Character: Sergei van Jarovich

Name: Sergei van Jarovich

Appearances: The Whole of a Man, Kiro no MatsuroLunacy

Character Type: Immortal

Age: 16 centuries

Birthdate: January 29th, 403 (Aquarius)

Description: Sergei is lean and slender. His muscles are toned, but not nearly so much as Strahd. He has spent most of his time playing diplomat rather than exerting himself physically, and it shows. His eyes are bright green, the green of healthy grass, while his hair is red with touches of honey-gold in the sunlight. It has a slight wave to it and is shoulder-length. He either leaves it loose, or ties it into a short ponytail. He has an almost feminine face, bordering on delicate and quite refined. He is, in a word, elegant. 

Distinguishing Features: Though Strahd might say that his brother’s key feature is his hair, Sergei’s natural grace and authoritative presence have influenced more people than his looks.

Weapons/talents: Though studied in all the arts of a noble of his time such as swords and horsemanship, Sergei focused more upon the arts of diplomacy and social graces. His most dangerous weapon is his quiet charm and skilled ability to debate.

Personality: Sergei is generally quiet and thoughtful. He keeps to himself about most things, and you can tell by looking at him that he is constantly thinking. He tends to speak softly despite carrying a regal presence that demands respect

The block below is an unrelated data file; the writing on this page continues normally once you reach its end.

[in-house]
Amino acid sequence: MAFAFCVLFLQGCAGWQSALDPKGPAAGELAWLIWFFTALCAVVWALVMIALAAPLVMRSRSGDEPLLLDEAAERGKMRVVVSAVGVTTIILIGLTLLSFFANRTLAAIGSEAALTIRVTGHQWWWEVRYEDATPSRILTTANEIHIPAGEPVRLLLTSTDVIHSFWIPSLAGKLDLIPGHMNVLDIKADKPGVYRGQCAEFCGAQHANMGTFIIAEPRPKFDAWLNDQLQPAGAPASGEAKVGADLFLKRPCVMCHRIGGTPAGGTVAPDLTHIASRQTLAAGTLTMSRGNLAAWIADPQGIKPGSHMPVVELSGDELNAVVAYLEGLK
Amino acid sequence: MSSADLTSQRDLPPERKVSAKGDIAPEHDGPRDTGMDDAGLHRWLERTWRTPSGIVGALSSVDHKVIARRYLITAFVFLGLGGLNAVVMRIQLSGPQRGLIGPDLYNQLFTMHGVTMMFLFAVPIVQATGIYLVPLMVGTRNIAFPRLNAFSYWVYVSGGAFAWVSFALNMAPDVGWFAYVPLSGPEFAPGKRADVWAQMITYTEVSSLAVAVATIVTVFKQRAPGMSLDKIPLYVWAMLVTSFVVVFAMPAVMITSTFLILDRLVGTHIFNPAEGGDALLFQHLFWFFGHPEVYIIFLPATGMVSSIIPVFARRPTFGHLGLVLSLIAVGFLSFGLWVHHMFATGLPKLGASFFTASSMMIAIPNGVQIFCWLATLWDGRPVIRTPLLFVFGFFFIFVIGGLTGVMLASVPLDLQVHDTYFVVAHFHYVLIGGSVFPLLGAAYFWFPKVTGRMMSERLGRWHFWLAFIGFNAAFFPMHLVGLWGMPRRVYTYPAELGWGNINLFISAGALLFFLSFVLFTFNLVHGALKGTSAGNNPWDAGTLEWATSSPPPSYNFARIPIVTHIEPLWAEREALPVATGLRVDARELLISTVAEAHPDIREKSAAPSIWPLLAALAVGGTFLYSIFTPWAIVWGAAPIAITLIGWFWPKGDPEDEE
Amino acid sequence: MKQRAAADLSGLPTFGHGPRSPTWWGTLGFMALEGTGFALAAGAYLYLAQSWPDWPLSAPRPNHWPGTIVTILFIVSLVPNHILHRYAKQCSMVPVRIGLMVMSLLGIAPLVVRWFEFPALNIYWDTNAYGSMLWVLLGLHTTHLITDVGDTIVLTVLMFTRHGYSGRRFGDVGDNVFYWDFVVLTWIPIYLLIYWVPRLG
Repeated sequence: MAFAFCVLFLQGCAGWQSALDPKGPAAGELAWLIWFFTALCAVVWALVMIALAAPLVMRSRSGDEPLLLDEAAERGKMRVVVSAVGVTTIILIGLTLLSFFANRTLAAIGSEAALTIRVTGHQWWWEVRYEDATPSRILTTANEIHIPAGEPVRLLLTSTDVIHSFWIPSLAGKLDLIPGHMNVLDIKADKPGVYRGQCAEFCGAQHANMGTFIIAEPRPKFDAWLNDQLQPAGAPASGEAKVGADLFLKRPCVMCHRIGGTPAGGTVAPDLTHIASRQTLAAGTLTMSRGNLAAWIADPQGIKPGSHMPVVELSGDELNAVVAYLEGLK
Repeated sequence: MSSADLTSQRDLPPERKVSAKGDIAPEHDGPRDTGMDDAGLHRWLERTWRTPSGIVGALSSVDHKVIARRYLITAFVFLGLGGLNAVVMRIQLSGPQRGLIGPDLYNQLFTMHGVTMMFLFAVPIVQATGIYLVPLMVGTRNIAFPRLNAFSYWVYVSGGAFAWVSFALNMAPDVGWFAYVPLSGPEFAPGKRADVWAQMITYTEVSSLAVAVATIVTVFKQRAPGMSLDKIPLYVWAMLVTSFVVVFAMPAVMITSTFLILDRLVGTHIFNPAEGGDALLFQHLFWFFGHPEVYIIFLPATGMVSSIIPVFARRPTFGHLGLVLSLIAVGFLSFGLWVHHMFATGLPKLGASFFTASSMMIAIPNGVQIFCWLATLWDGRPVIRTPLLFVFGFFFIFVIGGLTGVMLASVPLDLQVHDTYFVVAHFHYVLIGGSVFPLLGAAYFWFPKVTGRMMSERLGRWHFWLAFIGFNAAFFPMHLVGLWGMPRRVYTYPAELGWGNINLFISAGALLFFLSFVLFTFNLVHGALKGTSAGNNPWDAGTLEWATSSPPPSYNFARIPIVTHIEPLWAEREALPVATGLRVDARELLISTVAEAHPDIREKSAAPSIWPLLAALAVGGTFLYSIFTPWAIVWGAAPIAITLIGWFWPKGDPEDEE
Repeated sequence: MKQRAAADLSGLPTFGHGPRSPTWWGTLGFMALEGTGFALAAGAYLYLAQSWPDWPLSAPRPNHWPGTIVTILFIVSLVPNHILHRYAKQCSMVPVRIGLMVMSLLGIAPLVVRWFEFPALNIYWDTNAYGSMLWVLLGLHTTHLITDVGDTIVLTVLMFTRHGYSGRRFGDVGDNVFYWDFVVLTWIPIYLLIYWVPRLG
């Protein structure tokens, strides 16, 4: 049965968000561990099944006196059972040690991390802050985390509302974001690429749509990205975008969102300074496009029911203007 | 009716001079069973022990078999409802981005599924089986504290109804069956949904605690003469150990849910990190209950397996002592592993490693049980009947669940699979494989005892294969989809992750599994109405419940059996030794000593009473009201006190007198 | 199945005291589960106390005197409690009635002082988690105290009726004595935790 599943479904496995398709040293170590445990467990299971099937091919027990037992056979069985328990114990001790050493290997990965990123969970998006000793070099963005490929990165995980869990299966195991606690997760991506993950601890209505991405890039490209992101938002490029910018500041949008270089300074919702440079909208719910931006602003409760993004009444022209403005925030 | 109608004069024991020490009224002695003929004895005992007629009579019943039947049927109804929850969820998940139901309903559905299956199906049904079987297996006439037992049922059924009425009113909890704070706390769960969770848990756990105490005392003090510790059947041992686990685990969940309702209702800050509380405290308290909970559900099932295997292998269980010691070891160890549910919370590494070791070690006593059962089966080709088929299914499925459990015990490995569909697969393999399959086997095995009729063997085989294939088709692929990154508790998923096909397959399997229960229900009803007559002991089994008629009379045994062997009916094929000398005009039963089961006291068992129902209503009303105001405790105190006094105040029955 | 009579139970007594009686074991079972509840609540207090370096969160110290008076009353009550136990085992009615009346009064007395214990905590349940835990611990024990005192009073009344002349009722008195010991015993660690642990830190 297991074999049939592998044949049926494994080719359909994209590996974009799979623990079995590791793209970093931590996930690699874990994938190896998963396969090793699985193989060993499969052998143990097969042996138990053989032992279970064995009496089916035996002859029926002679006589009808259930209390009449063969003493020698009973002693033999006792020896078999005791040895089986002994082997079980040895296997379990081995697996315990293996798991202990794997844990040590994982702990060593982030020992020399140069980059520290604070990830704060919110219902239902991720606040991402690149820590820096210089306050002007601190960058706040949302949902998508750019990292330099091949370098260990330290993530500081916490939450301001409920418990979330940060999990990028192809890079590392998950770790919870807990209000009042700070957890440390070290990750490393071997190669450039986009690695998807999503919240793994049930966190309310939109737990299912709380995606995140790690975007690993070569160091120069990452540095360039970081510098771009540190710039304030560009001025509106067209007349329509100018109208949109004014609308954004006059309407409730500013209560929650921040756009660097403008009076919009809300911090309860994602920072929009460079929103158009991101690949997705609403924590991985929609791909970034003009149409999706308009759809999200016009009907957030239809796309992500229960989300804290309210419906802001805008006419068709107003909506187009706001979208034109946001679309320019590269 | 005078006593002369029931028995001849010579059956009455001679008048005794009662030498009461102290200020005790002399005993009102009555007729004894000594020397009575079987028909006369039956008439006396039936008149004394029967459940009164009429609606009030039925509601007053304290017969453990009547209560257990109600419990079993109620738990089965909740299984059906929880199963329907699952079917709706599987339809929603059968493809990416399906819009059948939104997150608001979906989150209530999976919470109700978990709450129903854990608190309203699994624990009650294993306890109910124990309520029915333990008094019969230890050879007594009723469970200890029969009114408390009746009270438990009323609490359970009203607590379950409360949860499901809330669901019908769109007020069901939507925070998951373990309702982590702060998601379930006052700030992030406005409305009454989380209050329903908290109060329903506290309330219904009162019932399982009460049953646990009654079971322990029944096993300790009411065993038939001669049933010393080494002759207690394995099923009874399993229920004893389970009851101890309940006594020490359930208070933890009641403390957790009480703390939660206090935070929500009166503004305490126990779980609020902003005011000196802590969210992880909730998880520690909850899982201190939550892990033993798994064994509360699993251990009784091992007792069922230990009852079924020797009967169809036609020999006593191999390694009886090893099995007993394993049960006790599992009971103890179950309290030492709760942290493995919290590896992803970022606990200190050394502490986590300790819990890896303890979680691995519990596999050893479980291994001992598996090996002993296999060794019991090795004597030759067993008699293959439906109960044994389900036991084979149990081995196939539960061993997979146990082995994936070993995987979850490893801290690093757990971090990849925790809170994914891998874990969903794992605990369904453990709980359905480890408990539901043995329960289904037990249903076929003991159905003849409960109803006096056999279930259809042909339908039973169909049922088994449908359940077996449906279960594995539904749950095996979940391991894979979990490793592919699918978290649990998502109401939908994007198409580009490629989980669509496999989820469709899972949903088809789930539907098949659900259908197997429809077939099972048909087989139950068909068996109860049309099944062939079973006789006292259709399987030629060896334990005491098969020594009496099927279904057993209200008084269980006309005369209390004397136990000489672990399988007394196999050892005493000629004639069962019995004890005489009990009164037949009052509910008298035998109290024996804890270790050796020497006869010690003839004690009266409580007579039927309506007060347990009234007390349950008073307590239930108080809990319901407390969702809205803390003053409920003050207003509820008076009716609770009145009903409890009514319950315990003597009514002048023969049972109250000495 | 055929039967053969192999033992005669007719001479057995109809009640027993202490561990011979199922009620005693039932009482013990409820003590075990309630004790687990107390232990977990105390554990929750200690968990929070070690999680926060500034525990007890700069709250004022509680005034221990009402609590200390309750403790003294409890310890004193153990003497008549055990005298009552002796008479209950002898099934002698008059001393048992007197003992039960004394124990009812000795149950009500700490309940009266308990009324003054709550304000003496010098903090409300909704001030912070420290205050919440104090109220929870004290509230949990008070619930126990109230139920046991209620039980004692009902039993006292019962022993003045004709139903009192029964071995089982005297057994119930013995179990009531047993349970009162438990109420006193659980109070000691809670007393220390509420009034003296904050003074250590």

Quirks: Attractive though he is, Sergei has never been attracted to anyone in any sort of romantic way.

Origin: Supporting character of an original story written in 1992 called “The Kiss of the van Jarovich Coven.”

Inspiration: Likely drawn from P.N. Elrod’s novel I, Strahd along with influence from Anne Rice’s Armand. Originally Strahd and his brothers were pure vampires, despite being ‘naturally’ made. This just meant that they were created via magical spell, rather than by being bitten. They still behaved exactly like cliche vampires.

Rewrite: Strahd’s novel was rewritten for NaNoWriMo in 2008 where the vampire points were de-emphasized and the story became more the historical fiction it was meant to be, with merely a touch of the fantasy aspect, called “The Whole of a Man.”

Adaptations: Sergei generally appears, or is at least mentioned, wherever Strahd makes an appearance.





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